Beware Rotation Issues on Transformers

Published by Tom Shaughnessy, Shaughnessy Consulting Services

208 Jasper Way, San Marcos, CA 92078

408-666-4009

Background

Phase rotation is something that contractors and electricians routinely check during construction and installation of motors and UPS systems. In facilities with only one service, seldom does a rotation change require utility involvement. However, complications can and do arise when a facility has more than one utility service if steps were not taken to ensure the same primary phase rotation exists for each service. This is especially critical if each utility service supplies power to delta/wye transformers and if there are plans to connect the services together at some point.

Typically, the use of fast switching automatic transfer switches inside the facility will bring the primary rotation problems to light. Figure 1 shows waveforms associated with primary rotation problems. The blue and red traces reflect phase A – to-neutral voltages for two different services – 277 volts measured from phase to neutral. There is a 60 degree phase difference between the waveforms. The 60 degree phase difference develops because the primary rotation for one utility transformer leads by 30 degrees and the other lags by 30 degrees. The result is a 60 degree phase difference between the services. It is important to note that both services have the same secondary rotation.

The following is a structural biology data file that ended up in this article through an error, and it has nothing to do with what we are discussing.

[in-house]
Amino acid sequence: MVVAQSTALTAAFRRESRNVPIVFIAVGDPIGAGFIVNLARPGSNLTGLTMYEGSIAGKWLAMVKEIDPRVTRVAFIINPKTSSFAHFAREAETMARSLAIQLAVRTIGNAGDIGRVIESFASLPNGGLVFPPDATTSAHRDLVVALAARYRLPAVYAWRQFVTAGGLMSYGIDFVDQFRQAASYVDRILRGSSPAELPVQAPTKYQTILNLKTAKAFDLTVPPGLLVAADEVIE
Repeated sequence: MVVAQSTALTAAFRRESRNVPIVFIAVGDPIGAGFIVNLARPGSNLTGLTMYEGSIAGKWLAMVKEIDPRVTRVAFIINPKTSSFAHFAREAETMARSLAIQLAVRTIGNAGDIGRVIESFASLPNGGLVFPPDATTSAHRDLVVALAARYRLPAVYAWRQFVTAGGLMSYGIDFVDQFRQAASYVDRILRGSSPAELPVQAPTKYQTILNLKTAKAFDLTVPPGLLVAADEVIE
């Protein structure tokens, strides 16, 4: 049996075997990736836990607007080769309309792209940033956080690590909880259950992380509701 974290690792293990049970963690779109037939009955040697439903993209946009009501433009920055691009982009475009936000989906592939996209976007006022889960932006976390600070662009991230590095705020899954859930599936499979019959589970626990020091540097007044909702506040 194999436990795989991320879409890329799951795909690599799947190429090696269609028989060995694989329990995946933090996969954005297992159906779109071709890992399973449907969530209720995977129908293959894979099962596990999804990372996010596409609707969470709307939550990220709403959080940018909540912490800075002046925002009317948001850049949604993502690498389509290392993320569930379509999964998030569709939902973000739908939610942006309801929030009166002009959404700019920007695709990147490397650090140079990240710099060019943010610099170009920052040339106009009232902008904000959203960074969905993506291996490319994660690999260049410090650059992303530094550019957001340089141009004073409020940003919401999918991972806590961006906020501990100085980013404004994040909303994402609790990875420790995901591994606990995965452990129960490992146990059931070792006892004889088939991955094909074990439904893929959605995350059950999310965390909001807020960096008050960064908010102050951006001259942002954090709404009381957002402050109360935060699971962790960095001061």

Beware Rotation Issues on Transformers_Figure 1

Figure 1: Resulting out of phase voltage waveforms

Not only is the phase difference an issue, but when one measures from Phase A of one service to Phase A of the second service, where there should be little to no voltage differential when the primary rotation angles are correct, there is now significant voltage difference – 482 volts (black trace).

At this point there are no happy answers:

  • Force the transfer – bad things will probably happen such as damage to automatic transfer switch, blown breakers, possibly even damage to the utility transformers. At the very least, there will be blown fuses.
  • Install custom phase shifting transformers to one of the primary connections to the automatic transfer switch. This approach will be costly and require significant lead times for the phase shifting transformer.
  • Change the utility primary transformer leads to eliminate the 60 degree phase shift. This means a serious nighttime effort and a facility shutdown.

The moral of the story is that prior to construction detailed instructions must exist advising that the primary rotation for each planned service has to match. The same applies if an additional service is added.

Please feel free to leave a question in the comments section.

Published by PQTBlog

Electrical Engineer

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